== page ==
For more than a century and a half, until the 1970s, production thinking
has dominated social science analysis of modernity and the changes the
industrial revolution brought to bear. Production thinking can be linked to
the factory, the firm, and the internal workings of organizations, in which
early sociologists such as Marx and Weber took an interest. Economic soci-
ology, a discipline of social sciences that includes markets in the definition
of its field (e.g. DiMaggio, 1994: 28; Smelser and Swedberg, 1994: 3; Portes,
1995: 3), has mostly paid attention to the production side of the economy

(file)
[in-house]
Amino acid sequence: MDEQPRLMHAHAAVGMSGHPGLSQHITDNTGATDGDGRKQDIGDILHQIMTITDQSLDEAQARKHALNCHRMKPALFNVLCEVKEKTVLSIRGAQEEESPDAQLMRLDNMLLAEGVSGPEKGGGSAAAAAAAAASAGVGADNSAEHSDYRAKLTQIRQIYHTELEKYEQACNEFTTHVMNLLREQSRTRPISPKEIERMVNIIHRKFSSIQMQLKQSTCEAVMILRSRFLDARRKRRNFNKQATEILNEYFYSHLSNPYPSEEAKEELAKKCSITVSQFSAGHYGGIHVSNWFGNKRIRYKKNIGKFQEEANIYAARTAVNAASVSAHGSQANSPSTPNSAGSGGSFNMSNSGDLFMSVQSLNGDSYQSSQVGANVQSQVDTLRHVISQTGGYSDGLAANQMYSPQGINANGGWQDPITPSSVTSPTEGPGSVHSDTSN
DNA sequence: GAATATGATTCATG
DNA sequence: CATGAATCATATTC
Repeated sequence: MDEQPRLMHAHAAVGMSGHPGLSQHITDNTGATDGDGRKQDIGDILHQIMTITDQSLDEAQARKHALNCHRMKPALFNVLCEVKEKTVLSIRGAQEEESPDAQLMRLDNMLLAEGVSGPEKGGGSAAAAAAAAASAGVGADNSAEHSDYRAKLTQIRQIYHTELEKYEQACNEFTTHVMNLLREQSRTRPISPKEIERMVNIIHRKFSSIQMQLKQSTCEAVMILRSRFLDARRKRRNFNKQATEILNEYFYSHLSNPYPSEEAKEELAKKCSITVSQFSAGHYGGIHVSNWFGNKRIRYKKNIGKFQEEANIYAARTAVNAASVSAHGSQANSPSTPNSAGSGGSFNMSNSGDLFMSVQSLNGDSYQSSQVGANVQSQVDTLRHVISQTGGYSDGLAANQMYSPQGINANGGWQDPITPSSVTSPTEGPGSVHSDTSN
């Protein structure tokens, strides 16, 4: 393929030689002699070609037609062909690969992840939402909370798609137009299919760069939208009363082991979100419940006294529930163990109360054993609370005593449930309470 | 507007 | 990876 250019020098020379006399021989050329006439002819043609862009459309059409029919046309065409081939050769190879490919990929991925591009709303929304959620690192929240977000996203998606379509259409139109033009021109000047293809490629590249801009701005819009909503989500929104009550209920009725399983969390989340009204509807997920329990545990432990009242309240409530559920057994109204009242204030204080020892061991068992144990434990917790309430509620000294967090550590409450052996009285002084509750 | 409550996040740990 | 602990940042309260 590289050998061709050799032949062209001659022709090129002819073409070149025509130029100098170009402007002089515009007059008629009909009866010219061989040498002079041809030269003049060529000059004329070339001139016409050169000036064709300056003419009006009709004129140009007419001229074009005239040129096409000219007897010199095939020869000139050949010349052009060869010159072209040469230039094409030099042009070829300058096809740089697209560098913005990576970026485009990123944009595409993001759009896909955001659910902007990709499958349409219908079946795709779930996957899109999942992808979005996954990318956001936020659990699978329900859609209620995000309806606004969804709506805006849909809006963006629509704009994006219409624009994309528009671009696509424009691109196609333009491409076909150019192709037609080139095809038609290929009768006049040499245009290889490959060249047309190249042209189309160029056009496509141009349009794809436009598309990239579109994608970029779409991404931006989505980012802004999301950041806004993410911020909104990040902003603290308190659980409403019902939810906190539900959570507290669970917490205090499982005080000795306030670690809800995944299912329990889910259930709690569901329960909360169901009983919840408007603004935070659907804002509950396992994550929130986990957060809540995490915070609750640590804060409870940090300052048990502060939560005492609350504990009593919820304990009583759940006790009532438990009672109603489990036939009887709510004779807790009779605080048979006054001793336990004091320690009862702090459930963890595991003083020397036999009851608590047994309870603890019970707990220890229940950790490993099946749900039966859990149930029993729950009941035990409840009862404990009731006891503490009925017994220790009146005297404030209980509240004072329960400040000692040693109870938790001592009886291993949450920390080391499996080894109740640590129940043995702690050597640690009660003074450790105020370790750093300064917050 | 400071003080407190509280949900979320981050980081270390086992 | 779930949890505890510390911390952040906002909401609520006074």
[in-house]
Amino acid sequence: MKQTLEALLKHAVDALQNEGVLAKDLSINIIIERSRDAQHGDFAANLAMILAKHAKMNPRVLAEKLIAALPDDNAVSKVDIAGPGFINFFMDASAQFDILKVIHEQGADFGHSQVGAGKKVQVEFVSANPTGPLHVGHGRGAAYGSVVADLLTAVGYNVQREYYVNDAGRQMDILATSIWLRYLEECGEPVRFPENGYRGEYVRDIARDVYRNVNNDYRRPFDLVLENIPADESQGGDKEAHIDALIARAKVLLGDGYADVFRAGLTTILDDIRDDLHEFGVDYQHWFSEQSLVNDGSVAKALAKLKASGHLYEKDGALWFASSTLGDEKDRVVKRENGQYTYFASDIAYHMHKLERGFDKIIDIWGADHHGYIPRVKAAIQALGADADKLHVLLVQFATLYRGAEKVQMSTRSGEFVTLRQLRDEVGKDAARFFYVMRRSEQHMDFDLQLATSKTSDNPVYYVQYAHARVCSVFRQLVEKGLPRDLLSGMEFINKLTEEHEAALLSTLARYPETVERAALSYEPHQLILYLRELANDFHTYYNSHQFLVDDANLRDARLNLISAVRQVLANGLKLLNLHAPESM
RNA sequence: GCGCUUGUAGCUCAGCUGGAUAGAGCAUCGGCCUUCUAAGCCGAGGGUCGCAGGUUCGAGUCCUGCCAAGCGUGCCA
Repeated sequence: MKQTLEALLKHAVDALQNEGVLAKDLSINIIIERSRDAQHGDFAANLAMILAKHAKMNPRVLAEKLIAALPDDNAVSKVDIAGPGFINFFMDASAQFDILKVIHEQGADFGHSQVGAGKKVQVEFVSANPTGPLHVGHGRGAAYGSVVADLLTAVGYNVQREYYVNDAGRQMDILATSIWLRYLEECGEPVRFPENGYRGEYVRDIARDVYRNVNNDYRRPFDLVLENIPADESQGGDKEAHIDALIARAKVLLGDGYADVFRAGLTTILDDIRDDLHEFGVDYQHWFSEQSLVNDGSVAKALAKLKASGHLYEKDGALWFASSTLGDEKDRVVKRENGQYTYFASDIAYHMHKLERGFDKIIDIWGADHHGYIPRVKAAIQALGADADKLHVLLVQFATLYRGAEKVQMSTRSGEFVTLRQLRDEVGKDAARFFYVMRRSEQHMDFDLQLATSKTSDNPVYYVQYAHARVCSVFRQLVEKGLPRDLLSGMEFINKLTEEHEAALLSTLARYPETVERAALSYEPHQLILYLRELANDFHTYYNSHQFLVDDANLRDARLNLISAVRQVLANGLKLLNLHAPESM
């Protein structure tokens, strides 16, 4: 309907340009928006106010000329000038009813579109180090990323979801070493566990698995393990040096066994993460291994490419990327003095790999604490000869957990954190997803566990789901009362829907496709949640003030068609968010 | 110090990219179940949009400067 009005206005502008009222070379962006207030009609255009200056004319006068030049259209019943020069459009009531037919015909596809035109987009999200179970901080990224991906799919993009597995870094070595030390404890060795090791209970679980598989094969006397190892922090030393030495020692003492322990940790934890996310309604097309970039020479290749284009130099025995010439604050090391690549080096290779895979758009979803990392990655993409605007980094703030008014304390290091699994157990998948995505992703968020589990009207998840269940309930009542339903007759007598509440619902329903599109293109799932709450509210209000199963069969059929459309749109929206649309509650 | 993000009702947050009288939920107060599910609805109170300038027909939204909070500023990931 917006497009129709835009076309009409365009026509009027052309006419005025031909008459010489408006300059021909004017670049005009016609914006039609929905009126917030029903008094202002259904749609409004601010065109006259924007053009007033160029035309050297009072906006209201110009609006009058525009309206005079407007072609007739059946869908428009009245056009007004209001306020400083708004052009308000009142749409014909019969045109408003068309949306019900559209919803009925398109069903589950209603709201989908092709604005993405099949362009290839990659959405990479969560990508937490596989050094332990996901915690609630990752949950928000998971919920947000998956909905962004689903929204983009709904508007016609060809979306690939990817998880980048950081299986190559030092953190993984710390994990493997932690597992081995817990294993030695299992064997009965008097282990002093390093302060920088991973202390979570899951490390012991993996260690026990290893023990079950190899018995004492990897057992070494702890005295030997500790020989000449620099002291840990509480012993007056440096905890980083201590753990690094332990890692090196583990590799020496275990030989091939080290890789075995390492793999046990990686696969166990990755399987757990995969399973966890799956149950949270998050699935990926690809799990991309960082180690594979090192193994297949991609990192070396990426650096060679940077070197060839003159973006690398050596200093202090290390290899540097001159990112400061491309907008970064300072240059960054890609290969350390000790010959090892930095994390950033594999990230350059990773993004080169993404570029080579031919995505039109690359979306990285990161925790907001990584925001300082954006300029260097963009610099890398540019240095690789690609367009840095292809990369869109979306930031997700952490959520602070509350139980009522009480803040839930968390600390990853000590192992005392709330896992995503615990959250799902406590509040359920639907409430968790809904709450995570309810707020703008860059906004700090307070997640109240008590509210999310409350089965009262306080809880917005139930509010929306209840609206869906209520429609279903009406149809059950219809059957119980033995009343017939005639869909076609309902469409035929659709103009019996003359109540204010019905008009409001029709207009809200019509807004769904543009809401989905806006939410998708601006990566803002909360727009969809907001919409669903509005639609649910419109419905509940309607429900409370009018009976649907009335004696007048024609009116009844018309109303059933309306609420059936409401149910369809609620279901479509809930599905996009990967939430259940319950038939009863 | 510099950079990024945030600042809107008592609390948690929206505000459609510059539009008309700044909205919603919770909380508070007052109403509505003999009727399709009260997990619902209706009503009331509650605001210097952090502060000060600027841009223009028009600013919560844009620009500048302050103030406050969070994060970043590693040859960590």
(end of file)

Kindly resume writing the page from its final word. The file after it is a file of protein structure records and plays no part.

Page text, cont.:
1999.g. In fact. analysts have used constructivist notions to emphasize the ‘created’ and produced (rather than simply discovered) character of scientific knowledge. focuses the analytic spot- light on the process of making knowledge. rhetorical and visual production effort that is quite separate from laboratory research and does not simply reflect or report this research (e. 1985). Knorr Cetina. even when one is interested in texts. but they can take measurements of these objects. playing a role in the rise of modern science equivalent to the one the factory played in the rise of capitalism and industrialization. 1979. notably the field of most interest here. In fact. 1981). Traweek. Production thinking in science studies sometimes goes by other names. It suggests that. too. 2002) – markets for commodities and goods that are sold to buyers for the purpose of being used in various ways. Since the 1970s. 1979. derives much of its success from the notion that scientific practice can be seen as a process of knowledge produc- tion. for example. for example as nutrition that serves human reproduction. the social study of science and technology. which it sees in its core as a ‘manufacturing’ process. astronomers. the laboratory was seen as the ‘fact factory’ of science (Hacking. Yet the idea of the lab as the site of the production of knowledge also implies something else that is 174 . Collins. It urges us to examine the action system of science and its systematic characteristics – rather than to neglect this part of science altogether as we do when we associate knowledge only with theory or texts. The production metaphor offers itself as a useful sensitizing concept that points to the vast area of scientific practice from which knowledge claims emerge. 1985. that a scientific paper generally goes through many versions before being published – it is the outcome of a literary. as this article is published.4 Production thinking has also dominated non-economic areas.171-201 JOC366641 Knorr Cetina_Article 156 x 234mm 29/04/2010 09:58 Page 174 Journal of Consumer Culture 10(2) until now. Lynch. which they then process in their labs. When economic sociologists have studied markets. Many natural sciences are labo- ratory sciences. 1989). for instance its symbolic or interactional dimensions.5 The production metaphor appears more than fitting when it is extended to natural scientific knowledge. researchers in this area have ethnographically studied how scientific and technological findings are produced in the laboratory or other settings (Latour and Woolgar. yet it. the study of knowledge.The constructivist vocabulary highlights particular features involved in generating outcomes. 1987. a production perspective helps. they have tended to focus on what is called producer markets (White. cannot experiment directly with distant stars and planets. even when they are not experimental. also called the new sociology of science. we know. for example. 1983. Latour and Woolgar. 1981. Galison. Knorr Cetina.